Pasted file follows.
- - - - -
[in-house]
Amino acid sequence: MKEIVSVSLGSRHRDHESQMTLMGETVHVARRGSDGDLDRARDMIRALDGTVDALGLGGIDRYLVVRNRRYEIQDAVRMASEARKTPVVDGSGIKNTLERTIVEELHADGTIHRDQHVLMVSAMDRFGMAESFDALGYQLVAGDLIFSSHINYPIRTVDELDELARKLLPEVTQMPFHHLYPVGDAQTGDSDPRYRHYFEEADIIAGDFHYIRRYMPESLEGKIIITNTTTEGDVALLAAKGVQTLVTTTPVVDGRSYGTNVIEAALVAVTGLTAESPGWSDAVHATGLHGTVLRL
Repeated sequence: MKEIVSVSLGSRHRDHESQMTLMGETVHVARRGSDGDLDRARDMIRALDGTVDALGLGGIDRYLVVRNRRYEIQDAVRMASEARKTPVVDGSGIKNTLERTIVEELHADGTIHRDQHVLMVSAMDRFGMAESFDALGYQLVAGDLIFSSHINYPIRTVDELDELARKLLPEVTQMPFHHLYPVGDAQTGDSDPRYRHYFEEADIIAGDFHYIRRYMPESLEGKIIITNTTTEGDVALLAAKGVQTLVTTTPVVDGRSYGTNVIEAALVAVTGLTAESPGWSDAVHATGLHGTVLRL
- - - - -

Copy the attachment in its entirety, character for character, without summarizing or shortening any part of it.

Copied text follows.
[in-house]
Amino acid sequence: MKEIVSVSLGSRHRDHESQMTLMGETVHVARRGSDGDLDRARDMIRALDGTVDALGLGGIDRYLVVRNRRYEIQDAVRMASEARKTPVVDGSGIKNTLERTIVEELHADGTIHRDQHVLMVSAMDRFGMAESFDALGYQLVAGDLIFSSHINYPIRTVDELDELARKLLPEVTQMPFHHLYPVGDAQTGDSDPRYRHYFEEADIIAGDFHYIRRYMPESLEGKIIITNTTTEGDVALLAAKGVQTLVTTTPVVDGRSYGTNVIEAALVAVTGLTAESPGWSDAVHATGLHGTVLRL
Repeated sequence: MKEIVSVSLGSRHRDHESQMTLMGETVHVARRGSDGDLDRARDMIRALDGTVDALGLGGIDRYLVVRNRRYEIQDAVRMASEARKTPVVDGSGIKNTLERTIVEELHADGTIHRDQHVLMVSAMDRFGMAESFDALGYQLVAGDLIFSSHINYPIRTVDELDELARKLLPEVTQMPFHHLYPVGDAQTGDSDPRYRHYFEEADIIAGDFHYIRRYMPESLEGKIIITNTTTEGDVALLAAKGVQTLVTTTPVVDGRSYGTNVIEAALVAVTGLTAESPGWSDAVHATGLHGTVLRL